A way forward
Devon Chenelle | Monday, February 5, 2018
Like most students at Our Lady’s University, for a long time it was impossible to overstate my apathy for student government. That began to change recently, when I became conscious of the changes the right student government was capable of affecting on campus.
On Wednesday, when Notre Dame elects its next student body president, we finally have the opportunity to install that right student government. Although both slates offer dedicated and well-intentioned candidates, the right choice is clear: only the McGavick-Gayheart ticket presents the copious experience, policy platform and reform mindset necessary to make campus better for all.
Perhaps nothing shines more brilliantly on the resumes of Gates McGavick and Corey Gayheart than their years of dedication to the Notre Dame community. Both have served in the Notre Dame student senate as representatives for their halls, Keough and St. Edward’s. Corey has extensive involvement with various departments of student government and time on the junior class council and has always been a potent advocate for his constituents’ interests.
Gates McGavick has a particularly salient piece of experience, for he had an exceptionally successful tenure as the president of Keough Hall, a position which makes him incredibly well-prepared for the responsibilities of student body president. While positions in student government’s executive cabinet are certainly demanding and impressive, there is no comparison with the level of constant engagement and answerability, students demand from a dorm president.
The McGavick-Gayheart ticket is also distinguished by common sense ideas and goals that will broadly improve campus life. For example, they propose to redirect student government funding away from bureaucratic inanities and towards the clubs and residence halls students actually use.
They also vow to end past student governments’ cowed cooperation with the administration and will assume their rightful position as defender of their student constituents’ interests, pledging to do so via the institution of “public spending reports” clarifying the administration’s financial decisions and “dorm maintenance reports” that will finally introduce transparency into the University’s housing system.
Finally, they plan on reforming student government’s own rickety structures, vowing to open student senate meetings to outside observers and student comments.
I did not write this column to heap invective on anyone; I commend any of our peers invested enough in our University to commit so much of their time to a presidential run. However, this piece would rest incomplete and tepid if I did not briefly address the Kruszewski-Dunbar ticket, which, though clearly led by a pair of dogged and sincere candidates, ultimately is marred by its unrealistic policy proposals and lack of experience comparable to what Gates McGavick and Corey Gayheart have to offer.
For example, two of the Kruszewski-Dunbar ticket’s declared policy objectives are lowering student tuition and bringing a Chick-Fil-A to Eddy Street by Fall 2018. Unfortunately, the ticket is making promises it can’t keep. It is difficult to imagine that the incredibly involved process of securing a new restaurant partner in a new building can be completed in a few months.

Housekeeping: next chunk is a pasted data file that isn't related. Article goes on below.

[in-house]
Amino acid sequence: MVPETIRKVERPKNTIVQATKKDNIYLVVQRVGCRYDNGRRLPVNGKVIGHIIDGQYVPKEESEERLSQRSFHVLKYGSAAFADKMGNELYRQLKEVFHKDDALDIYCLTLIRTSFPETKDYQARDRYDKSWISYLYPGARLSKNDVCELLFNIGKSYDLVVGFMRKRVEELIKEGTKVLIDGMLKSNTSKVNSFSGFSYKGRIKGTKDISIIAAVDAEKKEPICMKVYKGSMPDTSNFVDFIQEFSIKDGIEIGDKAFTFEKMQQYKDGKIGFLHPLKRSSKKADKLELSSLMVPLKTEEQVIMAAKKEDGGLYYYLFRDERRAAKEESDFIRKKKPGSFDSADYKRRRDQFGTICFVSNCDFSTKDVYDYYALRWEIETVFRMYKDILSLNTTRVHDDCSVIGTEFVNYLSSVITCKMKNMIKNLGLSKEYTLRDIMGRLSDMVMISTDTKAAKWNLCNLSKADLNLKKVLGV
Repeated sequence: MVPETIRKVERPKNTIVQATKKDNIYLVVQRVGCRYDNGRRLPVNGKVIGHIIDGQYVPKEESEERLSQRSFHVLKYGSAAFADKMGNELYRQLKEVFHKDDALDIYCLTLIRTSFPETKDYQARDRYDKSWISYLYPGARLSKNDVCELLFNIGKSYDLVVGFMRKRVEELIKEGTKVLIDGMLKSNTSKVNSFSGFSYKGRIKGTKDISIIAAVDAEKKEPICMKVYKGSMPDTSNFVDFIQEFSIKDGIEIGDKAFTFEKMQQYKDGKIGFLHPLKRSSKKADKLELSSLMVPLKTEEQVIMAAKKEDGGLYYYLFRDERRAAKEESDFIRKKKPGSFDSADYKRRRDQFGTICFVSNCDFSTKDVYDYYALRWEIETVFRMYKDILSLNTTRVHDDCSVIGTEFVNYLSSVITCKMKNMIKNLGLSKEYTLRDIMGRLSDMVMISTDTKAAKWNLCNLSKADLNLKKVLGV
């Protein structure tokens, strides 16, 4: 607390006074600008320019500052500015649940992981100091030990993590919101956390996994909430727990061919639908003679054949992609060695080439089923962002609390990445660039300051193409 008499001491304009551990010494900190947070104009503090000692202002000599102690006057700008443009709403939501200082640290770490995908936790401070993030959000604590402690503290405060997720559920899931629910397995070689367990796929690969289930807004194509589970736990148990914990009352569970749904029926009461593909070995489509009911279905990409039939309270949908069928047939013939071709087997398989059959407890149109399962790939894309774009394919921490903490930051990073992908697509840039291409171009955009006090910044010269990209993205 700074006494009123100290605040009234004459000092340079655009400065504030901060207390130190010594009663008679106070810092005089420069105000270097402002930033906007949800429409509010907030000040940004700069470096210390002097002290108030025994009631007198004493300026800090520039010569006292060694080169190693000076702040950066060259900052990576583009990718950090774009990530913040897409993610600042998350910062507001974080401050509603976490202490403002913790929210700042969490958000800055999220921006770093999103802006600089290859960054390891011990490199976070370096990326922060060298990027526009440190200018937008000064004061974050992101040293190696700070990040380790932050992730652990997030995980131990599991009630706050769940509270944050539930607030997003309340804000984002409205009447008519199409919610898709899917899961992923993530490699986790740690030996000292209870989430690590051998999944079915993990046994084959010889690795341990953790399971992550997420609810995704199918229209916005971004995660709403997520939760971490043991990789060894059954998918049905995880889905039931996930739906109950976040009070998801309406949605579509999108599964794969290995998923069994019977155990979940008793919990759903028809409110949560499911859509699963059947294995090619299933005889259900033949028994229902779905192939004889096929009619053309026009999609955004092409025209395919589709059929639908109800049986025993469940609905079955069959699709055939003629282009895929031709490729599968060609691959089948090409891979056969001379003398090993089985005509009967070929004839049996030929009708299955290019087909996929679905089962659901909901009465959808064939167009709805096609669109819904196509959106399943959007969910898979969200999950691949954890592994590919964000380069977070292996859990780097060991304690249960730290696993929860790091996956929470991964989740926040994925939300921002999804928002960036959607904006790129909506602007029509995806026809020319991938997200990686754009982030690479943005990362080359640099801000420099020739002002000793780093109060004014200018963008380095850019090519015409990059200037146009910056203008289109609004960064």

When it comes to tuition, although I as much as anyone else would love to see a reduction in the usurious rates we are subjected to, it is difficult to believe that they would be able to have any success in changing a decision they have no input into. Successfully lowering tuition seems especially unlikely given that during presidential candidate Alex Kruszewski’s tenure last year as the student government executive controller, tuition yet again ticked upwards.
A few days ago, a friend asked me whether I “actually believed Gates and Corey are actually going to institute any change for the better.” For a second I was silent, and then the answer came to me. When Gates was running for presidency of my former dorm, I was disengaged and skeptical of the importance or value of dorm politics. A year later, I am delighted to have been proven wrong.
During his time as the president of Keough Hall, Gates delivered on his promises to improve dorm community and spirit in a far bigger way than I ever imagined. Through his constant visibility in the section lounges and common areas, his dedication to the cultivation of productive and mutually respectful relationships with the hall’s authority figures and his organization of a slate of new events and activities for the men of Keough, my old dorm has been overtaken by a spirit of community and enthusiasm far greater than any I had ever seen in my four years here.
It is for that reason that I can without reserve release such an enthusiastic endorsement of the McGavick-Gayheart ticket, because I truly believe they can be the ones to deliver us the campus-wide changes in school spirit, sentiment and solutions students want.
The views expressed in this column are those of the author and not necessarily those of The Observer.